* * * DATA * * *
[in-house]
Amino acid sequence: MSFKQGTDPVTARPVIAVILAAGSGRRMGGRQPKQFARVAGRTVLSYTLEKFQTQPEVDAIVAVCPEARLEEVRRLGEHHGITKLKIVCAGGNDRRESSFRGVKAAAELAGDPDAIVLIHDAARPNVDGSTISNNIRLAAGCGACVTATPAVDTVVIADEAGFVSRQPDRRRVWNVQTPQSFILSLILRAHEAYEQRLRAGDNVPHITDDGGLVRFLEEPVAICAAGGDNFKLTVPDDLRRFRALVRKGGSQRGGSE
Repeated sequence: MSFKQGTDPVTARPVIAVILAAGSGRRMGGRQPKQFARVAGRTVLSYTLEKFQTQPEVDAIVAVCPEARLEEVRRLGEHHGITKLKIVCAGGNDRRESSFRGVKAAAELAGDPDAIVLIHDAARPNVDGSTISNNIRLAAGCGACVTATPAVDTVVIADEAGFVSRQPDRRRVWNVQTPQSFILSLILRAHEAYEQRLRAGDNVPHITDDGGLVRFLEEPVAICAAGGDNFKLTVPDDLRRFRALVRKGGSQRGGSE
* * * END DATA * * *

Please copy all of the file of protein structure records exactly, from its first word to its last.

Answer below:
[in-house]
Amino acid sequence: MSFKQGTDPVTARPVIAVILAAGSGRRMGGRQPKQFARVAGRTVLSYTLEKFQTQPEVDAIVAVCPEARLEEVRRLGEHHGITKLKIVCAGGNDRRESSFRGVKAAAELAGDPDAIVLIHDAARPNVDGSTISNNIRLAAGCGACVTATPAVDTVVIADEAGFVSRQPDRRRVWNVQTPQSFILSLILRAHEAYEQRLRAGDNVPHITDDGGLVRFLEEPVAICAAGGDNFKLTVPDDLRRFRALVRKGGSQRGGSE
Repeated sequence: MSFKQGTDPVTARPVIAVILAAGSGRRMGGRQPKQFARVAGRTVLSYTLEKFQTQPEVDAIVAVCPEARLEEVRRLGEHHGITKLKIVCAGGNDRRESSFRGVKAAAELAGDPDAIVLIHDAARPNVDGSTISNNIRLAAGCGACVTATPAVDTVVIADEAGFVSRQPDRRRVWNVQTPQSFILSLILRAHEAYEQRLRAGDNVPHITDDGGLVRFLEEPVAICAAGGDNFKLTVPDDLRRFRALVRKGGSQRGGSE